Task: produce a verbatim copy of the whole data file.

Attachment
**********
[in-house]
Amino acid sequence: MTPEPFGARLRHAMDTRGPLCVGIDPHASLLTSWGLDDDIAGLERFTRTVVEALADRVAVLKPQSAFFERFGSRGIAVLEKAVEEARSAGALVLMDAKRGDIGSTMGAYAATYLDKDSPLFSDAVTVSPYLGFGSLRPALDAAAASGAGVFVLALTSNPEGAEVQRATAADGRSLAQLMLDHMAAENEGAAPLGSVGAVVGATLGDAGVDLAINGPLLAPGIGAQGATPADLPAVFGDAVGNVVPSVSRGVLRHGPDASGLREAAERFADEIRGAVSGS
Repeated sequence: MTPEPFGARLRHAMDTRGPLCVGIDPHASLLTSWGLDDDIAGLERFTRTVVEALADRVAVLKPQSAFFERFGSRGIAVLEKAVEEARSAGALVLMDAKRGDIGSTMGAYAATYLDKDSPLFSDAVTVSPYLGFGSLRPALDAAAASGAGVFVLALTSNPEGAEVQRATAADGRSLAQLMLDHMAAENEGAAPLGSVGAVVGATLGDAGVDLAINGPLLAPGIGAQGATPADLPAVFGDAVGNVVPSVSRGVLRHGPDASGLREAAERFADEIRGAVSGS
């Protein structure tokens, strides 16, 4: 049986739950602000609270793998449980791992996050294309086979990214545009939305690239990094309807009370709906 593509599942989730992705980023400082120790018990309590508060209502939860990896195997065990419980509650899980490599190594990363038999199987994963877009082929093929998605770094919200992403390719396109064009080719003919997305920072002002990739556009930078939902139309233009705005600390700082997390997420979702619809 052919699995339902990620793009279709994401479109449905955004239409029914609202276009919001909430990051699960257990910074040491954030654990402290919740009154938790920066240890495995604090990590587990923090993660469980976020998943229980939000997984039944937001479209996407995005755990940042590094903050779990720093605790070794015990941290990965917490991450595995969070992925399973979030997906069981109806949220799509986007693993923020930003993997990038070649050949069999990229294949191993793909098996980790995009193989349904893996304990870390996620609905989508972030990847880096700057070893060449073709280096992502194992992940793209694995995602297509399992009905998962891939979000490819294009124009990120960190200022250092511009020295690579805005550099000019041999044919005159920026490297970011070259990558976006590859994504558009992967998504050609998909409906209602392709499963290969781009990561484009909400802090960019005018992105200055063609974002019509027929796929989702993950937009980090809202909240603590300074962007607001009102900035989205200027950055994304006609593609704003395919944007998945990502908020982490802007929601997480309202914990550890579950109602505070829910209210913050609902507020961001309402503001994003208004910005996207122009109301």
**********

[in-house]
Amino acid sequence: MTPEPFGARLRHAMDTRGPLCVGIDPHASLLTSWGLDDDIAGLERFTRTVVEALADRVAVLKPQSAFFERFGSRGIAVLEKAVEEARSAGALVLMDAKRGDIGSTMGAYAATYLDKDSPLFSDAVTVSPYLGFGSLRPALDAAAASGAGVFVLALTSNPEGAEVQRATAADGRSLAQLMLDHMAAENEGAAPLGSVGAVVGATLGDAGVDLAINGPLLAPGIGAQGATPADLPAVFGDAVGNVVPSVSRGVLRHGPDASGLREAAERFADEIRGAVSGS
Repeated sequence: MTPEPFGARLRHAMDTRGPLCVGIDPHASLLTSWGLDDDIAGLERFTRTVVEALADRVAVLKPQSAFFERFGSRGIAVLEKAVEEARSAGALVLMDAKRGDIGSTMGAYAATYLDKDSPLFSDAVTVSPYLGFGSLRPALDAAAASGAGVFVLALTSNPEGAEVQRATAADGRSLAQLMLDHMAAENEGAAPLGSVGAVVGATLGDAGVDLAINGPLLAPGIGAQGATPADLPAVFGDAVGNVVPSVSRGVLRHGPDASGLREAAERFADEIRGAVSGS
């Protein structure tokens, strides 16, 4: 049986739950602000609270793998449980791992996050294309086979990214545009939305690239990094309807009370709906 593509599942989730992705980023400082120790018990309590508060209502939860990896195997065990419980509650899980490599190594990363038999199987994963877009082929093929998605770094919200992403390719396109064009080719003919997305920072002002990739556009930078939902139309233009705005600390700082997390997420979702619809 052919699995339902990620793009279709994401479109449905955004239409029914609202276009919001909430990051699960257990910074040491954030654990402290919740009154938790920066240890495995604090990590587990923090993660469980976020998943229980939000997984039944937001479209996407995005755990940042590094903050779990720093605790070794015990941290990965917490991450595995969070992925399973979030997906069981109806949220799509986007693993923020930003993997990038070649050949069999990229294949191993793909098996980790995009193989349904893996304990870390996620609905989508972030990847880096700057070893060449073709280096992502194992992940793209694995995602297509399992009905998962891939979000490819294009124009990120960190200022250092511009020295690579805005550099000019041999044919005159920026490297970011070259990558976006590859994504558009992967998504050609998909409906209602392709499963290969781009990561484009909400802090960019005018992105200055063609974002019509027929796929989702993950937009980090809202909240603590300074962007607001009102900035989205200027950055994304006609593609704003395919944007998945990502908020982490802007929601997480309202914990550890579950109602505070829910209210913050609902507020961001309402503001994003208004910005996207122009109301």